2. Stop micromanaging your team members.
  3. Become a mentor.
  4. Brainstorm ways that you could improve your productivity and efficiency at work
  5. Seek a new training opportunity to address a weakness.[5]
  6. Find a way to organize your work space.[6]
  7. Seek feedback from a boss or trusted coworker every week/ month/ quarter.
  8. Become a better communicator.
  9. Find new ways to be a team player.
  10. Learn how to reduce work hours without compromising productivity.

For Acing a Job Interview

  1. Identify personal boundaries at work and know what you should do to make your day more productive and manageable.
  2. Identify steps to create a professional image for yourself.
  3. Go after the career of your dreams to find work that does not feel like a job.
  4. Look for a place to pursue your interest and apply your knowledge and skills.
  5. Find a new way to collaborate with experts in your field.
  6. Identify opportunities to observe others working in the career you want.
  7. Become more creative and break out of your comfort zone.
  8. Ask to be trained more relevant skills for your work.
  9. Ask for opportunities to explore the field and widen your horizon
  10. Set your eye on a specific award at work and go for it.

Career Goal Setting FAQs

I’m sure you still have some questions about setting your own career goals, so here I’m listing out the most commonly asked questions about career goals.

1. What if I’m not sure what I want my career to be?

If you’re uncertain, be honest about it. Let the employer know as much as you know about what you want to do. Express your willingness to use your strengths to contribute to the company. When you take this approach, back up your claim with some examples.

If you’re not even sure where to begin with your career, check out this guide:

How to Find Your Ideal Career Path Without Wasting Time on Jobs Not Suitable for You

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2. Is it okay to lie about my career goals?

Lying to potential employers is bound to end in disaster. In the interview, a lie can make you look foolish because you won’t know how to answer follow up questions.

Even if you think your career goal may not precisely align with the employer’s expectations for a long-term hire, be open and honest. There’s probably more common ground than they realize, and it’s up to you to bridge any gaps in expectations.

Being honest and explaining these connections shows your employer that you’ve put a lot of thought into this application. You aren’t just telling them what they want to hear.

3. Is it better to have an ambitious goal, or should I play it safe?

You should have a goal that challenges you, but SMART goals are always reasonable. If you put forth a goal that is way beyond your capabilities, you will seem naive. Making your goals too easy shows a lack of motivation.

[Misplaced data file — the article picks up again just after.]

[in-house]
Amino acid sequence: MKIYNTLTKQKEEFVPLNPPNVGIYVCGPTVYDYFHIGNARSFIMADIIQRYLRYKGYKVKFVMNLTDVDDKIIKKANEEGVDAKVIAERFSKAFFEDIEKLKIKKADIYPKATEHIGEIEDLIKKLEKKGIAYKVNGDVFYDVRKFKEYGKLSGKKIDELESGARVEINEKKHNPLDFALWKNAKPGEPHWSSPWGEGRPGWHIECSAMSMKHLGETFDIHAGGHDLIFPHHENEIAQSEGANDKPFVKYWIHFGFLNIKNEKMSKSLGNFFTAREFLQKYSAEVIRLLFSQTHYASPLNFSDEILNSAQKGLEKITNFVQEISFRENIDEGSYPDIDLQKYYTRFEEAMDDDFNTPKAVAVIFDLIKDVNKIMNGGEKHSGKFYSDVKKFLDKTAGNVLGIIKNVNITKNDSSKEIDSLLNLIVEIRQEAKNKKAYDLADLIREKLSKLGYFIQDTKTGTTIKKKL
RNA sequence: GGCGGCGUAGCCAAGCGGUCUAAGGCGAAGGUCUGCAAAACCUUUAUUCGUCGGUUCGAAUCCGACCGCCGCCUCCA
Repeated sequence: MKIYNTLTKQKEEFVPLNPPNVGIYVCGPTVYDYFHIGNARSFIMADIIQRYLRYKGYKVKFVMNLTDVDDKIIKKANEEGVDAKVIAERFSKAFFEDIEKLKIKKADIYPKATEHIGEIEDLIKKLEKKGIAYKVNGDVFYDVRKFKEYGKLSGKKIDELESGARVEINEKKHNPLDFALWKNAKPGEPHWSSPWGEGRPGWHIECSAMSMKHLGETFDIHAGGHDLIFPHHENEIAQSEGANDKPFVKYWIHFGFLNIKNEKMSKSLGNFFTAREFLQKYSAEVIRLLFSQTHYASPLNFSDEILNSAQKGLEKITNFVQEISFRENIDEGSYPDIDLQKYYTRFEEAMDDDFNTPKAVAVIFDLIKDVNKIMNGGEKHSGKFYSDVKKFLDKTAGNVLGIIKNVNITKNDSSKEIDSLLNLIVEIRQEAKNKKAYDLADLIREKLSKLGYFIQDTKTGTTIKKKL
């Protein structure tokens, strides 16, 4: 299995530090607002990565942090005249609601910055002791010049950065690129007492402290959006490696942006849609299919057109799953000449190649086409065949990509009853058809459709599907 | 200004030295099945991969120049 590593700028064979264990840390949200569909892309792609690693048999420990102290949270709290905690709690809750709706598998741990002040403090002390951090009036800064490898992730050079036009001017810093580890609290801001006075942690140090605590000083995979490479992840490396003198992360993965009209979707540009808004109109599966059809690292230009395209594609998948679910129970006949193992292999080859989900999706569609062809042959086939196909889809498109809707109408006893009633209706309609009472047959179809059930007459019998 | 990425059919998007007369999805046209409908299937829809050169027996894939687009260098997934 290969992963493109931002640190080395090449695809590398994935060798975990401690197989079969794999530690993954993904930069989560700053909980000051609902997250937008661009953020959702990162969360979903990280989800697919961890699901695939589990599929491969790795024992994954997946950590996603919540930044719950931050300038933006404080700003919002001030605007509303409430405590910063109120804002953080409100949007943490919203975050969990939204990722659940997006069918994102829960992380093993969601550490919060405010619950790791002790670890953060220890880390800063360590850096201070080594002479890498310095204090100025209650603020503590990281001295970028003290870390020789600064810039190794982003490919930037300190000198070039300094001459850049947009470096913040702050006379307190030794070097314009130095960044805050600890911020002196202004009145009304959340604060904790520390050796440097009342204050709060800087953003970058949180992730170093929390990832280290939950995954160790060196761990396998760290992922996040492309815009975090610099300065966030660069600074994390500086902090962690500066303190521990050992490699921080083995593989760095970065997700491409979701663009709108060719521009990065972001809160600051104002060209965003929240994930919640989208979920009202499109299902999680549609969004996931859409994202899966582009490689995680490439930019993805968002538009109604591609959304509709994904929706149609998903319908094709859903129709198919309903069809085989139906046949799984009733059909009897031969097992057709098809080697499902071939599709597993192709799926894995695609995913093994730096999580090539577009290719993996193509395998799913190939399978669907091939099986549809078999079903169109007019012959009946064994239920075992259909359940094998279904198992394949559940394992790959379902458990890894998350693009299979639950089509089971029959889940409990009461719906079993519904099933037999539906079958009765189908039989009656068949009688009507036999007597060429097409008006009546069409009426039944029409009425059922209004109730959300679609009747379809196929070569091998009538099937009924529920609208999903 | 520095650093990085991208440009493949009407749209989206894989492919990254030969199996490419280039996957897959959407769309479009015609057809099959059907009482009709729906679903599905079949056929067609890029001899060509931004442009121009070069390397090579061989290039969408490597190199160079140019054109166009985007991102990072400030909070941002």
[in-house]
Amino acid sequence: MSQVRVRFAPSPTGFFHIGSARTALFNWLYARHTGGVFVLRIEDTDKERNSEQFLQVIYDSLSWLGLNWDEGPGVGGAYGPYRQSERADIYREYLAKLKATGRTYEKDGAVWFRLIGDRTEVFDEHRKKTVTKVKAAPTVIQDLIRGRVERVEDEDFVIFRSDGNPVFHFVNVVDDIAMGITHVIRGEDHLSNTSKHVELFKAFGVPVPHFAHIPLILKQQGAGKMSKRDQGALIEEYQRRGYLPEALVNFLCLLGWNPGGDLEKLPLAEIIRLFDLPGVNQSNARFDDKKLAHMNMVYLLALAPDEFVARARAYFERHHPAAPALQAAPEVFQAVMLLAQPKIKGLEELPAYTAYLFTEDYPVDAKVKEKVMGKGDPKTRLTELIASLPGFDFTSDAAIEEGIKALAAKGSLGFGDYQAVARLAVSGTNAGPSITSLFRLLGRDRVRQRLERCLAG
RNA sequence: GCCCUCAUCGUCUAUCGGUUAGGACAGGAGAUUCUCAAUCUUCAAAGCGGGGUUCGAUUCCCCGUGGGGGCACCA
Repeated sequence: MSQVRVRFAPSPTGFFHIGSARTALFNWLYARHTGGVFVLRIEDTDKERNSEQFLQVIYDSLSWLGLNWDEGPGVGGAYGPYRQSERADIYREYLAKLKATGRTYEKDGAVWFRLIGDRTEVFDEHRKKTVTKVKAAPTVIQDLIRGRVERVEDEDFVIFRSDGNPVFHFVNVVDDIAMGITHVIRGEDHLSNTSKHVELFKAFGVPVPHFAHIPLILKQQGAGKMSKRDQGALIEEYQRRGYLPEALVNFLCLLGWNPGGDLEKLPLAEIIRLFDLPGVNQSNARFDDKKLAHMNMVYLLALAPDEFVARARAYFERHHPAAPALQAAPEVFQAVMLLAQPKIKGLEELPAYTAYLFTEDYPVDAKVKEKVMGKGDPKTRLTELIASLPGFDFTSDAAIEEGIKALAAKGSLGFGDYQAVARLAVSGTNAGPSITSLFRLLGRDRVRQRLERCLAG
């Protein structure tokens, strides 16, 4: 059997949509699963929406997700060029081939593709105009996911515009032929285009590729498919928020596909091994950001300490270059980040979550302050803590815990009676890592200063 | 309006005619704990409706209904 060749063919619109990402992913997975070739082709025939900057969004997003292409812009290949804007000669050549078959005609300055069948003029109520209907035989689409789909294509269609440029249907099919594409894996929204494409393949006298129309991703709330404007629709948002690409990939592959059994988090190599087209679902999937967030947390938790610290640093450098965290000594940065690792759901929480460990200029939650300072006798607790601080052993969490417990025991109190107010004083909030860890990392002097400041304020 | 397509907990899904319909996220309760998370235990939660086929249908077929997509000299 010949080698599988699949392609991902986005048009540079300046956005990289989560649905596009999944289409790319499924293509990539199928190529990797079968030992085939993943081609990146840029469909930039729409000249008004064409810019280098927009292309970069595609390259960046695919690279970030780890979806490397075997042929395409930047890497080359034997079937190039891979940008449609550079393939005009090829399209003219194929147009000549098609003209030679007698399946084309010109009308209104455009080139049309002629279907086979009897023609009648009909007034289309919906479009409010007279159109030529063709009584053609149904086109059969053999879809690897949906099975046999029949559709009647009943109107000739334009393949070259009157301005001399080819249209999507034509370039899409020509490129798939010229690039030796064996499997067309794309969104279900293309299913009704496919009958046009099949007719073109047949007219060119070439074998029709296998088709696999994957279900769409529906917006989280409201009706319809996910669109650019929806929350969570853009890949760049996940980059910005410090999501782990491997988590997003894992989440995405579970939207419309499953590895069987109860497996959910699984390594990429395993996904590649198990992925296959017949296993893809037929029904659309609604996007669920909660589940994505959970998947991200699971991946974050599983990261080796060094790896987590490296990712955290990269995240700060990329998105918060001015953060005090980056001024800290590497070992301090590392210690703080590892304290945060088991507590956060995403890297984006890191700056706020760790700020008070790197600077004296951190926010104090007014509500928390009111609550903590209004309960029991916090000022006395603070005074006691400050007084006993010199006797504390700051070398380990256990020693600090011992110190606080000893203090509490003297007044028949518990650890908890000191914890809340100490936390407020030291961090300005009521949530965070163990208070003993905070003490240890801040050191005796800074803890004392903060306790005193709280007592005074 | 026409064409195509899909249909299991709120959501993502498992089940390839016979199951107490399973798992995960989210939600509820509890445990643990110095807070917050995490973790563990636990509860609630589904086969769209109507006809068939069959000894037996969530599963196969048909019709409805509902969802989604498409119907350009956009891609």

Employers want new hires who are able to self-reflect and are willing to take on challenges.

4. Can I have several career goals?

It’s best to have one clearly-defined career goal and stick with it. (Of course, you can still have goals in other areas of your life.) Having a single career goal shows that you’re capable of focusing, and it shows that you like to accomplish what you set out to do.

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On the other hand, you might have multiple related career goals. This could mean that you have short-term goals that dovetail into your ultimate long-term career goal. You might also have several smaller goals that feed into a single purpose.

For example, if you want to become a lawyer, you might become a paralegal and attend law school at the same time. If you want to be a school administrator, you might have initial goals of being a classroom teacher and studying education policy. In both cases, these temporary jobs and the extra education help you reach your ultimate goal.

Summary

You’ll have to devote some time to setting career goals, but you’ll be so much more successful with some direction. Remember to:

  • Set SMART goals. SMART goals are Specific, Measurable, Action-oriented, and Realistic with Timelines. When you set goals with these things in mind, you are likely to achieve the outcomes you want.
  • Have short-term and long-term goals. Short-term career goals can be completed in 1-3 years, while long-term goals will take 3-5 years to finish. Your short-term goals should set you up to accomplish your long-term goals.
  • Assess your capabilities by coming up with an Individual Development Plan. Knowing how to set goals won’t help you if you don’t know yourself. Understand what your strengths and weaknesses are by taking some self-assessments.
  • Choose goals that are appropriate to your ultimate aims. Your career goals should be relevant to one another. If they aren’t, then you may need to narrow your focus. Your goals should match the type of job that you want and the quality of life that you want to lead.
  • Be clear about your goals with potential employers. Always be honest with potential employers about what you want to do with your life. If your goals differ from the company’s objectives, find a way bridge the gap between what you want for yourself and what your employer expects.

By doing goal-setting work now, you’ll be able to make conscious choices on your career path. You can always adjust your plan if things change for you, but the key is to give yourself a road map for success.

More Tips About Setting Work Goals

Featured photo credit: Tyler Franta via unsplash.com

Reference